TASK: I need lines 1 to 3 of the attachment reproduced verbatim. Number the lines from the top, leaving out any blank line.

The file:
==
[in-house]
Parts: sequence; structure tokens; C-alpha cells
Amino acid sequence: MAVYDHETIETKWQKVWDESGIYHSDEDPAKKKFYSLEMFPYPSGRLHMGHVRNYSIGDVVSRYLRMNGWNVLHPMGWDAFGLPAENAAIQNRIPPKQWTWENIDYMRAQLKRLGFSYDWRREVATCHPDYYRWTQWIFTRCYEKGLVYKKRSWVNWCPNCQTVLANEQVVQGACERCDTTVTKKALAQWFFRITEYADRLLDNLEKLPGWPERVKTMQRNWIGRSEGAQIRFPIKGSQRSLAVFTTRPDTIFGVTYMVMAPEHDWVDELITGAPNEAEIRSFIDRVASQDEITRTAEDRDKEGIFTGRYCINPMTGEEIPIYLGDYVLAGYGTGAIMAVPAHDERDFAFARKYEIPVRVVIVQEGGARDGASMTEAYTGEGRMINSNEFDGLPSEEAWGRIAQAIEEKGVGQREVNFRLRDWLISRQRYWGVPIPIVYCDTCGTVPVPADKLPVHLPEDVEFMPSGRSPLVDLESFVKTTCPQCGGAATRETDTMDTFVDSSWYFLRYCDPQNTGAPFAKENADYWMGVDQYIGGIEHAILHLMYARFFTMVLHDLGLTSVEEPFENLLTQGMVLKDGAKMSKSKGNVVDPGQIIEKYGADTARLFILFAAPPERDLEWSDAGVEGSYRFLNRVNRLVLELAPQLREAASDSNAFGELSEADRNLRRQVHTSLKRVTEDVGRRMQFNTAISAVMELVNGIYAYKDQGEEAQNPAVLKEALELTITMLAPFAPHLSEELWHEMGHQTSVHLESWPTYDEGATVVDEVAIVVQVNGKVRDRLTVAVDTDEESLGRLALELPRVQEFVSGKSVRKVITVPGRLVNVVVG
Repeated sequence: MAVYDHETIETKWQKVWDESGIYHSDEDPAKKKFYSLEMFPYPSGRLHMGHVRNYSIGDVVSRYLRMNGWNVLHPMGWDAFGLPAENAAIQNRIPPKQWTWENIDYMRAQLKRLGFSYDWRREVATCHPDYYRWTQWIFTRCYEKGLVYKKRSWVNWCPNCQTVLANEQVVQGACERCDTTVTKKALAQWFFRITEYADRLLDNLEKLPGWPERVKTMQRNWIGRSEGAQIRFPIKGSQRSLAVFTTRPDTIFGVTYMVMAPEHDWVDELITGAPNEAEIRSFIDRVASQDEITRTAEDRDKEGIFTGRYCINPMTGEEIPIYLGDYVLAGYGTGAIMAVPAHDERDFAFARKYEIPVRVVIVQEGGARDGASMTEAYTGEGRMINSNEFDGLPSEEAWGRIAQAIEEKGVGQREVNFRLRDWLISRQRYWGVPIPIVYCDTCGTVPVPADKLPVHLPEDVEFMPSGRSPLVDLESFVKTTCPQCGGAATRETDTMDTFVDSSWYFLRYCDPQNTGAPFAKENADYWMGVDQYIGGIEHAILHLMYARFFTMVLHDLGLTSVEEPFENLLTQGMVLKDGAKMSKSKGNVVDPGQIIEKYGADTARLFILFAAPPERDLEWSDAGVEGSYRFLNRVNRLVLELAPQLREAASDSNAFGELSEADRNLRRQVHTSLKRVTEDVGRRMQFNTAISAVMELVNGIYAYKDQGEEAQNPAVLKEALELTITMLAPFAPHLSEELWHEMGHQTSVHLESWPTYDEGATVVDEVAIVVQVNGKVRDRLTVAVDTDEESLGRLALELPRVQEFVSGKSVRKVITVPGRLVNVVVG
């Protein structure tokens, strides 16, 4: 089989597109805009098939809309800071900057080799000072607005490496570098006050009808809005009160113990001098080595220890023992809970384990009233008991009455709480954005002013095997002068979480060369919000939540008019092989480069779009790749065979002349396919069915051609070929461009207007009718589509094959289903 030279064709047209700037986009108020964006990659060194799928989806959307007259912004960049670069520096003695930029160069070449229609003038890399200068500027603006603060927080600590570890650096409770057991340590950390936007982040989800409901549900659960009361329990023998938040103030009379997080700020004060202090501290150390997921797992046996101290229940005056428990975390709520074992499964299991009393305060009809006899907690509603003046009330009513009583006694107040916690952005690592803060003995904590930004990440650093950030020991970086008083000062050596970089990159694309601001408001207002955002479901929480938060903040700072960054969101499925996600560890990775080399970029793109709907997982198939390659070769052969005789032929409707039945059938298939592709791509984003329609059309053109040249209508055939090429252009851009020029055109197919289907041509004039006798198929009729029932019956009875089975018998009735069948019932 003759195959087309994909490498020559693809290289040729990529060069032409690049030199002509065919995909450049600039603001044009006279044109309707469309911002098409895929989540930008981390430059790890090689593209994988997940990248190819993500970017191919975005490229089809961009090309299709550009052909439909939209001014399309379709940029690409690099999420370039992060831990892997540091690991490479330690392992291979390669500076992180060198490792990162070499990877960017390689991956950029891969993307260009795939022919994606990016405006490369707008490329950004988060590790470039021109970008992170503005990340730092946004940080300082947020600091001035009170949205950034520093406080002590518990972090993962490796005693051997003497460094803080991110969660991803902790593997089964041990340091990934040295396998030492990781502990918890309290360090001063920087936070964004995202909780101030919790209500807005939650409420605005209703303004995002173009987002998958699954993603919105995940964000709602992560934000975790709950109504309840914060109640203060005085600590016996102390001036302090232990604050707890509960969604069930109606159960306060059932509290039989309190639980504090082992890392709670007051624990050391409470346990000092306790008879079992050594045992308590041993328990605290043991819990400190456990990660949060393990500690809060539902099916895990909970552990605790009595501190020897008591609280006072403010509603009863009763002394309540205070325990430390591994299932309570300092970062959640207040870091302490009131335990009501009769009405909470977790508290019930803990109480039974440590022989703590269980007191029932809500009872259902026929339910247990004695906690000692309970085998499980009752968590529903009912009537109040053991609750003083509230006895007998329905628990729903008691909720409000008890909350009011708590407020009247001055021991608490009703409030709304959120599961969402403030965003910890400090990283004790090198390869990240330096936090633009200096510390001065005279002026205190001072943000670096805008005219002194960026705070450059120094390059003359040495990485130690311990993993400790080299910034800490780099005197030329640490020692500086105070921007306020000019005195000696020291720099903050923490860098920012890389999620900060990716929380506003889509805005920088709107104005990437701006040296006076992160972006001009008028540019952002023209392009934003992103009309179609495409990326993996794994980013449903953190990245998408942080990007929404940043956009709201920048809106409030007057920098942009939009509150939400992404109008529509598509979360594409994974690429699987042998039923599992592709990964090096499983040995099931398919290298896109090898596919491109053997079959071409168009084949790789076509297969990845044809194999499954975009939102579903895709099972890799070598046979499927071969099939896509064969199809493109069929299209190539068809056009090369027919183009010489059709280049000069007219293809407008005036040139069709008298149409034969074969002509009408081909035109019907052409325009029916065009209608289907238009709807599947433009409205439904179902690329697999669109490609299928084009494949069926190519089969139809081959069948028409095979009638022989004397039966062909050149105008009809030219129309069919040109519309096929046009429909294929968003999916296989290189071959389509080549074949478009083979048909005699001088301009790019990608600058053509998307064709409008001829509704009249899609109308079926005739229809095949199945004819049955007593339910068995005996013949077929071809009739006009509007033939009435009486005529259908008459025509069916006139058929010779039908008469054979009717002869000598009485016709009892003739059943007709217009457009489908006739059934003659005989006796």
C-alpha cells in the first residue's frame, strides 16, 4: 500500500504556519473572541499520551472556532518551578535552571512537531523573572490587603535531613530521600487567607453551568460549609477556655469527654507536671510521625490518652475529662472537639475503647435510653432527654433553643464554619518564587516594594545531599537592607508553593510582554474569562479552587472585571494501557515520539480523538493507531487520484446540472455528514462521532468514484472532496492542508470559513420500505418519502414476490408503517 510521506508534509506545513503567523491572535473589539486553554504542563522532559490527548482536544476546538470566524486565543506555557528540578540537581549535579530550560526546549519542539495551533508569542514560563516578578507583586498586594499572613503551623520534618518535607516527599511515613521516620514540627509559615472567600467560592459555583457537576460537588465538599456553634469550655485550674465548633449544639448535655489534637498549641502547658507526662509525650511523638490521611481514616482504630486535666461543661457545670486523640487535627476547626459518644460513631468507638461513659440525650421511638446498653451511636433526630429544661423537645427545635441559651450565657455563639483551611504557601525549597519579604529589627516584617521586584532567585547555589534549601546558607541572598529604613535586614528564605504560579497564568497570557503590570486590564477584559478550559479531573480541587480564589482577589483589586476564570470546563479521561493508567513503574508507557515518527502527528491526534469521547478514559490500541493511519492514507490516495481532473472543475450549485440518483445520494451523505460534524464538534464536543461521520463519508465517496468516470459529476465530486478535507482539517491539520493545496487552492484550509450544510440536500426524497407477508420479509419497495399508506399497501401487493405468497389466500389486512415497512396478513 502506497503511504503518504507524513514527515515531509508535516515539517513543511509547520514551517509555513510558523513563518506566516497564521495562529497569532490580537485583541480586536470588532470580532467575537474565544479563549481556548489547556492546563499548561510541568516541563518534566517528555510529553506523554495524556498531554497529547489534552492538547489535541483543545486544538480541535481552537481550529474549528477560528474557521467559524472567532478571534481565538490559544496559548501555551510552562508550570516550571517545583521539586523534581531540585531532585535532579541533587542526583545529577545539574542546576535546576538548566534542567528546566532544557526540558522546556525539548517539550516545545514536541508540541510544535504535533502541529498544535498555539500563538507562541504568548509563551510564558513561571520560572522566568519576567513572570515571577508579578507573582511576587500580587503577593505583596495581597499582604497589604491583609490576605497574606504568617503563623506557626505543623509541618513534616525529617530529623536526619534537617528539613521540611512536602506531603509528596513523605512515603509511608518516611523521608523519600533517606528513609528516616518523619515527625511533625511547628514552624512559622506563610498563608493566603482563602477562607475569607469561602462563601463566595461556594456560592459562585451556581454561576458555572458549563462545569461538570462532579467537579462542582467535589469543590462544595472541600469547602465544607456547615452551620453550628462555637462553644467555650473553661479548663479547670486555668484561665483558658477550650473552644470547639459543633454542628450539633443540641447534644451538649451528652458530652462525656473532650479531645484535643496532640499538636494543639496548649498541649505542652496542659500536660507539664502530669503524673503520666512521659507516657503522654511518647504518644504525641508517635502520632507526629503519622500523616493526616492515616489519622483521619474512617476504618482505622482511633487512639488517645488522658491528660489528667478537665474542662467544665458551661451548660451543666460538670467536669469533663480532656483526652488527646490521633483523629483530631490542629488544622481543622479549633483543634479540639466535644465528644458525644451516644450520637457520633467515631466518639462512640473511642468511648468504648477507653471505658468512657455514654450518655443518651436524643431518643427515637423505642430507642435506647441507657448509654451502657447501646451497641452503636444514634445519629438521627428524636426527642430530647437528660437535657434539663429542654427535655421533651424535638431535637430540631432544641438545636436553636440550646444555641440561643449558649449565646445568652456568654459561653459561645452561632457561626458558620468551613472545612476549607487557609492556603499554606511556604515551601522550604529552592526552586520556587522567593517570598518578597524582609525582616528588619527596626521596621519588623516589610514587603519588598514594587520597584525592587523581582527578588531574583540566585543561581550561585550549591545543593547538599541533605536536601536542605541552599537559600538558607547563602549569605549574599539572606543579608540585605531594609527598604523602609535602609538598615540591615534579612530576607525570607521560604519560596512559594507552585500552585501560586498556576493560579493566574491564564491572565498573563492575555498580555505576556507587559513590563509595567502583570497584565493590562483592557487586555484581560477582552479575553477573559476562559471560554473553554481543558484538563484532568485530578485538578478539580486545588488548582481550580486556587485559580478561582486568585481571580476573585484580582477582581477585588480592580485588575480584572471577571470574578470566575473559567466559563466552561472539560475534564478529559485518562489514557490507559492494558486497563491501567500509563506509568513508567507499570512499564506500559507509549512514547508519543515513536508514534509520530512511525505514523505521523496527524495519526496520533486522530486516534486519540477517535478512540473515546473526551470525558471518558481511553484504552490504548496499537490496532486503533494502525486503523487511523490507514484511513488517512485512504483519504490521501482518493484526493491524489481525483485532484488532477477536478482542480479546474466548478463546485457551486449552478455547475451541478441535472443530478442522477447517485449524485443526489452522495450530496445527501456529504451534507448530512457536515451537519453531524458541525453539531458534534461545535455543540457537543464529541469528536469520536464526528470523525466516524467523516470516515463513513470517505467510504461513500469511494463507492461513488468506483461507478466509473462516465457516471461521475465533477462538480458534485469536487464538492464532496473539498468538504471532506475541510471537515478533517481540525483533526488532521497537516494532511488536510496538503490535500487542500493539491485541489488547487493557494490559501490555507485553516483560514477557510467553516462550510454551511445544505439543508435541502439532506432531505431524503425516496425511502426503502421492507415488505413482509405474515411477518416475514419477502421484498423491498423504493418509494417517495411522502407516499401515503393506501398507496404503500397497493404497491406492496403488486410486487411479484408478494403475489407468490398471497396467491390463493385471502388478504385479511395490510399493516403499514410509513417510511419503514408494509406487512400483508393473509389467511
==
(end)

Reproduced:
[in-house]
Parts: sequence; structure tokens; C-alpha cells
Amino acid sequence: MAVYDHETIETKWQKVWDESGIYHSDEDPAKKKFYSLEMFPYPSGRLHMGHVRNYSIGDVVSRYLRMNGWNVLHPMGWDAFGLPAENAAIQNRIPPKQWTWENIDYMRAQLKRLGFSYDWRREVATCHPDYYRWTQWIFTRCYEKGLVYKKRSWVNWCPNCQTVLANEQVVQGACERCDTTVTKKALAQWFFRITEYADRLLDNLEKLPGWPERVKTMQRNWIGRSEGAQIRFPIKGSQRSLAVFTTRPDTIFGVTYMVMAPEHDWVDELITGAPNEAEIRSFIDRVASQDEITRTAEDRDKEGIFTGRYCINPMTGEEIPIYLGDYVLAGYGTGAIMAVPAHDERDFAFARKYEIPVRVVIVQEGGARDGASMTEAYTGEGRMINSNEFDGLPSEEAWGRIAQAIEEKGVGQREVNFRLRDWLISRQRYWGVPIPIVYCDTCGTVPVPADKLPVHLPEDVEFMPSGRSPLVDLESFVKTTCPQCGGAATRETDTMDTFVDSSWYFLRYCDPQNTGAPFAKENADYWMGVDQYIGGIEHAILHLMYARFFTMVLHDLGLTSVEEPFENLLTQGMVLKDGAKMSKSKGNVVDPGQIIEKYGADTARLFILFAAPPERDLEWSDAGVEGSYRFLNRVNRLVLELAPQLREAASDSNAFGELSEADRNLRRQVHTSLKRVTEDVGRRMQFNTAISAVMELVNGIYAYKDQGEEAQNPAVLKEALELTITMLAPFAPHLSEELWHEMGHQTSVHLESWPTYDEGATVVDEVAIVVQVNGKVRDRLTVAVDTDEESLGRLALELPRVQEFVSGKSVRKVITVPGRLVNVVVG